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Wednesday, September 23, 2015

Fixing The World Cup Scheduling Problem

Millions of rugby fans eagerly tuned in this morning to see if Japan could repeat their form against Australia and upset Scotland. For a half it looked like another upset could be in the making before Japan showed visible fatigue in the second half allowing a fresh Scotland team to pull away. Adding to the difficult for Japan was the injury to Number 8 Amanaki Mafi. It was clear that the three day turnaround eroded any chance Japan had the upset and possible cost them one of their best players.

Many around the globe have pointed to the tournament schedule that many argue favors Tier I nations. That's probably the case although this year World Rugby officials have made it relatively more even for teams. It's always going to be difficult to accommodate a team like Japan who feel like they have a shot in every match. However, there is a solution out there and it's expanding the field of the World Cup.

Take the jump to read more.
We've written before about the potential benefits of expanding the World Cup. As we've noted it would get more countries involved in the tournament and would provide a stronger platform for upsets. If the tournament were expanded to six groups of four and expanded to feature a round of 16 you could see teams like Japan, the United States, or Canada potentially make the round of 16 while making it safe for the Tier I nations to advance.

In terms of scheduling, reducing each pool from five teams to four would allow the tournament pool play to be played over a three week time like it is now with each team getting pretty much a full week between matches. Matches could then be staggered keeping the attention on the tournament throughout the duration. It wouldn't be ideal but it's better than the situation we have now.

Economically it would be a boost because the tournament would now go from 48 matches to 52. It would also add the quarterfinals and knock out play always means more interest and more TV revenue. Imagine the excitement that would happen in the United States if suddenly they were in the knockout rounds of the World Cup. It's made for drama as an upset against a top team could put them in a place they have never been before.

Sure, there would be blowouts but there were very lopsided scores 20 years ago and teams caught up. Expanding the field to include the likes of Brazil and Germany would lead to lopsided scores if they played New Zealand but eventually they would get better and global rugby would be stronger as a result. Plus, for most people in New Zealand it doesn't really matter if they beat Brazil or the United States in pool play as long as they beat the other favorites later in the tournament.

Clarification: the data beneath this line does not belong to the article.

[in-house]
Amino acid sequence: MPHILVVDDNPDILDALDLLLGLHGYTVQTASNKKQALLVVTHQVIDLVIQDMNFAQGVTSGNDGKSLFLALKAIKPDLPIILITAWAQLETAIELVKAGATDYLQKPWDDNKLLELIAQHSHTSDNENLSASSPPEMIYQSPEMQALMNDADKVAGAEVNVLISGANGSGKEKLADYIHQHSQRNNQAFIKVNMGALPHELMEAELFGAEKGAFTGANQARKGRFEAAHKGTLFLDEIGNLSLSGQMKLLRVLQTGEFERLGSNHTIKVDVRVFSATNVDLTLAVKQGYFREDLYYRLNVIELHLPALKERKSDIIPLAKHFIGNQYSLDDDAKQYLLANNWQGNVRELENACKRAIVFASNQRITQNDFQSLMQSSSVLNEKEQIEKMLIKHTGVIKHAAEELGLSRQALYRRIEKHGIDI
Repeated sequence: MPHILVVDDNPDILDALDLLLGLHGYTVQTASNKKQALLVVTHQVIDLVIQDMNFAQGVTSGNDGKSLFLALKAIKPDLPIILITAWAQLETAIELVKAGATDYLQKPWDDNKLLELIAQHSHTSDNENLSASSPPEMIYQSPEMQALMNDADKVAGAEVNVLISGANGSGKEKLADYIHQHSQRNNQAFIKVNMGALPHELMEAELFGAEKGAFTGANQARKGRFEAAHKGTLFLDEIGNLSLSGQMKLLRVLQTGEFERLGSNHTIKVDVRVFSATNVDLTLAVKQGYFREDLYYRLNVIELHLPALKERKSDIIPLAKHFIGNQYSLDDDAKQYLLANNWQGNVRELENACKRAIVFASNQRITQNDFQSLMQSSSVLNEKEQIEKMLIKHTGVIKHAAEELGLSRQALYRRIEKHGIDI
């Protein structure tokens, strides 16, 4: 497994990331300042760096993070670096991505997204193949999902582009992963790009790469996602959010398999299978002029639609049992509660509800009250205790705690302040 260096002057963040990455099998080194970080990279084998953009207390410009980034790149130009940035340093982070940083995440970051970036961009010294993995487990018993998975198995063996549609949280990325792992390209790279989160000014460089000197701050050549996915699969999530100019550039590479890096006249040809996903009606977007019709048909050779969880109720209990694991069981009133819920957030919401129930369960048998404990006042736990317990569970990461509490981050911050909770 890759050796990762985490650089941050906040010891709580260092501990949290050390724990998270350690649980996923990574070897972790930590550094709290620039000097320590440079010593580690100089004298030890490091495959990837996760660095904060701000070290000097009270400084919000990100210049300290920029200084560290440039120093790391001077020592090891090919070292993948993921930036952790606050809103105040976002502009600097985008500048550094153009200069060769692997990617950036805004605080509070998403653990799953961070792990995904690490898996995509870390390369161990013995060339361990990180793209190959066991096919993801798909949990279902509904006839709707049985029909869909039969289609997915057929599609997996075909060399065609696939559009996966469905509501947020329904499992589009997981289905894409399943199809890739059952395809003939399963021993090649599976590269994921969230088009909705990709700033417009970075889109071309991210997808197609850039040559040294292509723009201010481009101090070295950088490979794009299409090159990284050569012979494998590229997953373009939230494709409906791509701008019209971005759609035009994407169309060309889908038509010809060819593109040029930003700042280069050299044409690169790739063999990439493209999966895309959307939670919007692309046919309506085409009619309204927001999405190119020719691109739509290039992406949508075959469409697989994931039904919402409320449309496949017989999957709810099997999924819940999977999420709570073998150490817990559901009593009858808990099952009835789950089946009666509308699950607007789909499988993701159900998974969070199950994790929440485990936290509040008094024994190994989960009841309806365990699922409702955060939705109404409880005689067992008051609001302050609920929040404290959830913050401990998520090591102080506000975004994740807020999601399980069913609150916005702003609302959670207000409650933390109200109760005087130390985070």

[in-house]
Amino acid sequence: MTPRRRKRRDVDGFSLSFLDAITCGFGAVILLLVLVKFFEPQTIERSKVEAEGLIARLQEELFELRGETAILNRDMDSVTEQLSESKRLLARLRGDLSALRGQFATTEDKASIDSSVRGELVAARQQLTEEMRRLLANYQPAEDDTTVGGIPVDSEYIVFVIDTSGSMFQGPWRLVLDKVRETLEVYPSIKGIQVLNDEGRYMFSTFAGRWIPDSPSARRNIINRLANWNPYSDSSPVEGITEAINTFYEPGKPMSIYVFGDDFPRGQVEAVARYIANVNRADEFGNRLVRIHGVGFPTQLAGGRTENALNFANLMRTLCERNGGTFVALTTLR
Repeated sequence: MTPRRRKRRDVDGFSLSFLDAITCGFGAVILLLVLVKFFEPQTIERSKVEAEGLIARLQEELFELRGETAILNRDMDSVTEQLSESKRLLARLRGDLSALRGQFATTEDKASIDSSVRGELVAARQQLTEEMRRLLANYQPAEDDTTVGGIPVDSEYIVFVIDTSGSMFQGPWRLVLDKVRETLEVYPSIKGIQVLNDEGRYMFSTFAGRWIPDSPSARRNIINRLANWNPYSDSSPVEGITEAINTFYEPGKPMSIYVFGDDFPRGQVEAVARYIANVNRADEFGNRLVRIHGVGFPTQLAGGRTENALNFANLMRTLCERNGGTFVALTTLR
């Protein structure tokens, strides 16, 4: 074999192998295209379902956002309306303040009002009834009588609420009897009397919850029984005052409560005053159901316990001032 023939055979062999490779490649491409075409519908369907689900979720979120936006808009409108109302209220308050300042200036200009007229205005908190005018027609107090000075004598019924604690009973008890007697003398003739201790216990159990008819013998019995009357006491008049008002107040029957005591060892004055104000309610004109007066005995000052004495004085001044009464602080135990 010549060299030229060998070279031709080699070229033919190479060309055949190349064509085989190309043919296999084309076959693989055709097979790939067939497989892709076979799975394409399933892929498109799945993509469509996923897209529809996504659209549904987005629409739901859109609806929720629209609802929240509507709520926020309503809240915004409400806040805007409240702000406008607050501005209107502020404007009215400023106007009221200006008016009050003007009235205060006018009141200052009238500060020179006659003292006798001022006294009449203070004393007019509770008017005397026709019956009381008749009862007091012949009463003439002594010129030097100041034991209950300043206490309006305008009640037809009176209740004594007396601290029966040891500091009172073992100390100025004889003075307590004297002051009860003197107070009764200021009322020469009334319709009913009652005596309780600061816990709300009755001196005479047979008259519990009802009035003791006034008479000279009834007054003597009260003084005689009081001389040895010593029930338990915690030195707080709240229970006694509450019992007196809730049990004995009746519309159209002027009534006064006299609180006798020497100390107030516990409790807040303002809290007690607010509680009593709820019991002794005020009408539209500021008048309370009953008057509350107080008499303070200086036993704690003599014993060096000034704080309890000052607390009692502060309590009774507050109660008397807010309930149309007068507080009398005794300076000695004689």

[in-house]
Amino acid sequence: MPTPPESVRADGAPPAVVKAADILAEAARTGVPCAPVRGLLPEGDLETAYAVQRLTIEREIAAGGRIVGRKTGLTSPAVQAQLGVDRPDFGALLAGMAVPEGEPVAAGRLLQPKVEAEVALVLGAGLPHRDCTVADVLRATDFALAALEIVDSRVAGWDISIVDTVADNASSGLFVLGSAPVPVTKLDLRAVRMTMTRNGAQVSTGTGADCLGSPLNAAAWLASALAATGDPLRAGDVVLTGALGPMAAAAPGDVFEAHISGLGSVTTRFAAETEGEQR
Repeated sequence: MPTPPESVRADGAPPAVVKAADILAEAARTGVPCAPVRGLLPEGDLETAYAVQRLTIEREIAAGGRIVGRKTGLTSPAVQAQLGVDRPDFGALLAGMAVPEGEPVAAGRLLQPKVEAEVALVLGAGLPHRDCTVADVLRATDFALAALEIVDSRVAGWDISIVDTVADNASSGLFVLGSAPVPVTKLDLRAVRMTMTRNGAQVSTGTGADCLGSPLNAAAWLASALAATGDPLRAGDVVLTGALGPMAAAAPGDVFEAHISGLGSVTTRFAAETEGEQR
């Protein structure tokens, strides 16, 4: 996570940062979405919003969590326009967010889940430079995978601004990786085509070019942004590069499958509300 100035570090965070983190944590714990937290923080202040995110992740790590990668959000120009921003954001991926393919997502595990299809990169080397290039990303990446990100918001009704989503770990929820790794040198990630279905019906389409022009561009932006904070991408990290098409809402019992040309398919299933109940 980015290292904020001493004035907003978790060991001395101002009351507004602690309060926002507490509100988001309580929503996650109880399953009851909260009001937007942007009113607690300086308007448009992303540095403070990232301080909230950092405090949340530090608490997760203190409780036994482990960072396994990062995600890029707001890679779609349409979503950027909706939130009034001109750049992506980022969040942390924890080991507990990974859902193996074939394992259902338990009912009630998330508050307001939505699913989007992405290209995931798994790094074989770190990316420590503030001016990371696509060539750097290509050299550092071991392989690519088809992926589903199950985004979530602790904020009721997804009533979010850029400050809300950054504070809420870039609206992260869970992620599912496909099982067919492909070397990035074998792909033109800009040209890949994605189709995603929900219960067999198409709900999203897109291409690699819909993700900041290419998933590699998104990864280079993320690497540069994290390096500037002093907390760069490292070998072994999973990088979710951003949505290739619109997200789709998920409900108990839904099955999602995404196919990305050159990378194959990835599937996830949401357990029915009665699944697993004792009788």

Here's how it would work. Based on the World Rugby rankings a year before the World Cup and ignoring regional qualification the top 24 teams, not based on a random draw but ranking, would be placed in the following pools:

Pool A: New Zealand (1), France (7), United States (18), Hong Kong (24)
Pool B: South Africa (2), Scotland (8), Canada (17), Portugal (23)
Pool C: Australia (3),  Samoa (9), Romania (16), Namibia (22)
Pool D: England (4), Japan (10), Georgia (15), Spain (21)
Pool E: Ireland (5), Fiji (11), Italy (14), Russia (20)
Pool F: Wales (6), Argentina (12), Tonga (13), Uruguay (19)

Based on this scenario with the top two teams advancing from each pool with the four best third place teams you still have the heavy hitters making it through but leave room for the likes of Fiji, Canada, the U.S., Georgia, and Tonga to make it through.

As this World Cup progresses it's getting more and more clear that World Rugby can no longer be complacent. Yes Japan delivered a big upset but those types of upsets are unlikely to continue with the way the tournament is structured. They should learn from the excitement of that upset and understand if they can manufacture the tournament to produce more upsets and to keep more teams involved longer then they are only going to see the sport take off globally.


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